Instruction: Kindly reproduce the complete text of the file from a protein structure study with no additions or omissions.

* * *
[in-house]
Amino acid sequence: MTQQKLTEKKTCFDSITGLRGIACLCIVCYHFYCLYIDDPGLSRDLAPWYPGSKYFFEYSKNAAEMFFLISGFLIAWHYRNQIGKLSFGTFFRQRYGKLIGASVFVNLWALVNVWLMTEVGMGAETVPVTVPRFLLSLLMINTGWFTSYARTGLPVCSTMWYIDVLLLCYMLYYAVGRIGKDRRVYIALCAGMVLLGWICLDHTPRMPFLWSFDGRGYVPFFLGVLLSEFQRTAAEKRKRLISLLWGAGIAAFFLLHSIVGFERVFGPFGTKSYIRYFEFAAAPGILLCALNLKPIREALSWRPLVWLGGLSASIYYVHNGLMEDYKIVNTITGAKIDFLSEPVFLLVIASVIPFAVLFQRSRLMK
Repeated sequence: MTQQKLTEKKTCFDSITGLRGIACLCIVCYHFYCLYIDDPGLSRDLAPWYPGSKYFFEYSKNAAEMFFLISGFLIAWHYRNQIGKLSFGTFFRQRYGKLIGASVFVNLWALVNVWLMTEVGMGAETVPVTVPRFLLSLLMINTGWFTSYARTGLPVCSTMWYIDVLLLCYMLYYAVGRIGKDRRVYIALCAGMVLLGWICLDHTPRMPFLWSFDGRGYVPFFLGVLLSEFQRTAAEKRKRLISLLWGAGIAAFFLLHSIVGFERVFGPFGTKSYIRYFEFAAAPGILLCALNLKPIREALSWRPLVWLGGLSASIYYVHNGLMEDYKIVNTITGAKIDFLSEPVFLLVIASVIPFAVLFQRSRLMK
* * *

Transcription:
[in-house]
Amino acid sequence: MTQQKLTEKKTCFDSITGLRGIACLCIVCYHFYCLYIDDPGLSRDLAPWYPGSKYFFEYSKNAAEMFFLISGFLIAWHYRNQIGKLSFGTFFRQRYGKLIGASVFVNLWALVNVWLMTEVGMGAETVPVTVPRFLLSLLMINTGWFTSYARTGLPVCSTMWYIDVLLLCYMLYYAVGRIGKDRRVYIALCAGMVLLGWICLDHTPRMPFLWSFDGRGYVPFFLGVLLSEFQRTAAEKRKRLISLLWGAGIAAFFLLHSIVGFERVFGPFGTKSYIRYFEFAAAPGILLCALNLKPIREALSWRPLVWLGGLSASIYYVHNGLMEDYKIVNTITGAKIDFLSEPVFLLVIASVIPFAVLFQRSRLMK
Repeated sequence: MTQQKLTEKKTCFDSITGLRGIACLCIVCYHFYCLYIDDPGLSRDLAPWYPGSKYFFEYSKNAAEMFFLISGFLIAWHYRNQIGKLSFGTFFRQRYGKLIGASVFVNLWALVNVWLMTEVGMGAETVPVTVPRFLLSLLMINTGWFTSYARTGLPVCSTMWYIDVLLLCYMLYYAVGRIGKDRRVYIALCAGMVLLGWICLDHTPRMPFLWSFDGRGYVPFFLGVLLSEFQRTAAEKRKRLISLLWGAGIAAFFLLHSIVGFERVFGPFGTKSYIRYFEFAAAPGILLCALNLKPIREALSWRPLVWLGGLSASIYYVHNGLMEDYKIVNTITGAKIDFLSEPVFLLVIASVIPFAVLFQRSRLMK